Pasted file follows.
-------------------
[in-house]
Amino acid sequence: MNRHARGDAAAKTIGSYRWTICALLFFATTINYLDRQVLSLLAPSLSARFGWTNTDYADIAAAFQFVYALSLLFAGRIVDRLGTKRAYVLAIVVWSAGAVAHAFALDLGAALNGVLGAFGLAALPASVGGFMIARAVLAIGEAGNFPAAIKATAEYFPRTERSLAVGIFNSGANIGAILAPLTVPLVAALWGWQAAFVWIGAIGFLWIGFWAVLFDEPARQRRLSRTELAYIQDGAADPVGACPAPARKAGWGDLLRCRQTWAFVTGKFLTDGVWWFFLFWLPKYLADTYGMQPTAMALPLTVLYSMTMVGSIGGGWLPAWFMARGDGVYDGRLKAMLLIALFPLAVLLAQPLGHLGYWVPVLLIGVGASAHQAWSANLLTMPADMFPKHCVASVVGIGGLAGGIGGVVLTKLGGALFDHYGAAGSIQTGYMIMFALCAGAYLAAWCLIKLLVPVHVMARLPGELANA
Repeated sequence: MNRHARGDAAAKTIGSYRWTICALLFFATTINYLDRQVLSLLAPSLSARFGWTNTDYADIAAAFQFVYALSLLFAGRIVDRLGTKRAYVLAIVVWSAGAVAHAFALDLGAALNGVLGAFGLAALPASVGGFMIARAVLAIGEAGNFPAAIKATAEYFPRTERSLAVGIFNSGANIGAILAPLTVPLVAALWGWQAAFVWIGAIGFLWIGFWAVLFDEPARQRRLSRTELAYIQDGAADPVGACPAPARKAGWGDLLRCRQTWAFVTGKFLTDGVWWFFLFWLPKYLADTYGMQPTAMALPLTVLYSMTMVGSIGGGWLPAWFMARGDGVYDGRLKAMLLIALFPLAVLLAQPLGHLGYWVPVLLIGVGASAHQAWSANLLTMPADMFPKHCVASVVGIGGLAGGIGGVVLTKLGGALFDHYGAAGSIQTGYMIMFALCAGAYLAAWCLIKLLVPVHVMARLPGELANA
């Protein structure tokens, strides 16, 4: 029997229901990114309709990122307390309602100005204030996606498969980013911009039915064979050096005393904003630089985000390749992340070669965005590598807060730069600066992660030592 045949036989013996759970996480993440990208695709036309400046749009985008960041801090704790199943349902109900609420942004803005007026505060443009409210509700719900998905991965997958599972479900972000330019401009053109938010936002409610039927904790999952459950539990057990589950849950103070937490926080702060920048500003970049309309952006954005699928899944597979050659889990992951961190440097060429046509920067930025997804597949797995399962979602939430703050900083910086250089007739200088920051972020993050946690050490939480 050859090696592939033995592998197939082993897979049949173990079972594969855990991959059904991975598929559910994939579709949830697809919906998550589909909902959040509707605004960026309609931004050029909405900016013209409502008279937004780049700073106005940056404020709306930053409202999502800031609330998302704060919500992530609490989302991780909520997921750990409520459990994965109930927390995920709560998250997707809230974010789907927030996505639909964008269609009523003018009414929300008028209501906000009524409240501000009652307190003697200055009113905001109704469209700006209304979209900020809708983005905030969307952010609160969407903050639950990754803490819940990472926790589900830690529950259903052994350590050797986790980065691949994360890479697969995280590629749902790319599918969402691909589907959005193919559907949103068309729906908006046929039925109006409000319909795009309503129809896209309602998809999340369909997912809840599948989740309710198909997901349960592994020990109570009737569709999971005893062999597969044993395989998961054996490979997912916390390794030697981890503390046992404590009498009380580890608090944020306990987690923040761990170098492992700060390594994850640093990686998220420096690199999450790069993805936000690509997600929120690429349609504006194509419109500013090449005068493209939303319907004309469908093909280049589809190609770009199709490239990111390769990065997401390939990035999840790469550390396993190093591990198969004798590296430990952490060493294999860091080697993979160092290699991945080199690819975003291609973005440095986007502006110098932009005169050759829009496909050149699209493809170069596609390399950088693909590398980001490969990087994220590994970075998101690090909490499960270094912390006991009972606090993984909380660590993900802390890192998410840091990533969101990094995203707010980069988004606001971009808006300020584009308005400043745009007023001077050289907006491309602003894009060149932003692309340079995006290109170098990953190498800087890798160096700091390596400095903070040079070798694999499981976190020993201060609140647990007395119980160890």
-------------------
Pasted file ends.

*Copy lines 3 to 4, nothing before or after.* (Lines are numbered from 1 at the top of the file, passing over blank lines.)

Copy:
Repeated sequence: MNRHARGDAAAKTIGSYRWTICALLFFATTINYLDRQVLSLLAPSLSARFGWTNTDYADIAAAFQFVYALSLLFAGRIVDRLGTKRAYVLAIVVWSAGAVAHAFALDLGAALNGVLGAFGLAALPASVGGFMIARAVLAIGEAGNFPAAIKATAEYFPRTERSLAVGIFNSGANIGAILAPLTVPLVAALWGWQAAFVWIGAIGFLWIGFWAVLFDEPARQRRLSRTELAYIQDGAADPVGACPAPARKAGWGDLLRCRQTWAFVTGKFLTDGVWWFFLFWLPKYLADTYGMQPTAMALPLTVLYSMTMVGSIGGGWLPAWFMARGDGVYDGRLKAMLLIALFPLAVLLAQPLGHLGYWVPVLLIGVGASAHQAWSANLLTMPADMFPKHCVASVVGIGGLAGGIGGVVLTKLGGALFDHYGAAGSIQTGYMIMFALCAGAYLAAWCLIKLLVPVHVMARLPGELANA
């Protein structure tokens, strides 16, 4: 029997229901990114309709990122307390309602100005204030996606498969980013911009039915064979050096005393904003630089985000390749992340070669965005590598807060730069600066992660030592 045949036989013996759970996480993440990208695709036309400046749009985008960041801090704790199943349902109900609420942004803005007026505060443009409210509700719900998905991965997958599972479900972000330019401009053109938010936002409610039927904790999952459950539990057990589950849950103070937490926080702060920048500003970049309309952006954005699928899944597979050659889990992951961190440097060429046509920067930025997804597949797995399962979602939430703050900083910086250089007739200088920051972020993050946690050490939480 050859090696592939033995592998197939082993897979049949173990079972594969855990991959059904991975598929559910994939579709949830697809919906998550589909909902959040509707605004960026309609931004050029909405900016013209409502008279937004780049700073106005940056404020709306930053409202999502800031609330998302704060919500992530609490989302991780909520997921750990409520459990994965109930927390995920709560998250997707809230974010789907927030996505639909964008269609009523003018009414929300008028209501906000009524409240501000009652307190003697200055009113905001109704469209700006209304979209900020809708983005905030969307952010609160969407903050639950990754803490819940990472926790589900830690529950259903052994350590050797986790980065691949994360890479697969995280590629749902790319599918969402691909589907959005193919559907949103068309729906908006046929039925109006409000319909795009309503129809896209309602998809999340369909997912809840599948989740309710198909997901349960592994020990109570009737569709999971005893062999597969044993395989998961054996490979997912916390390794030697981890503390046992404590009498009380580890608090944020306990987690923040761990170098492992700060390594994850640093990686998220420096690199999450790069993805936000690509997600929120690429349609504006194509419109500013090449005068493209939303319907004309469908093909280049589809190609770009199709490239990111390769990065997401390939990035999840790469550390396993190093591990198969004798590296430990952490060493294999860091080697993979160092290699991945080199690819975003291609973005440095986007502006110098932009005169050759829009496909050149699209493809170069596609390399950088693909590398980001490969990087994220590994970075998101690090909490499960270094912390006991009972606090993984909380660590993900802390890192998410840091990533969101990094995203707010980069988004606001971009808006300020584009308005400043745009007023001077050289907006491309602003894009060149932003692309340079995006290109170098990953190498800087890798160096700091390596400095903070040079070798694999499981976190020993201060609140647990007395119980160890």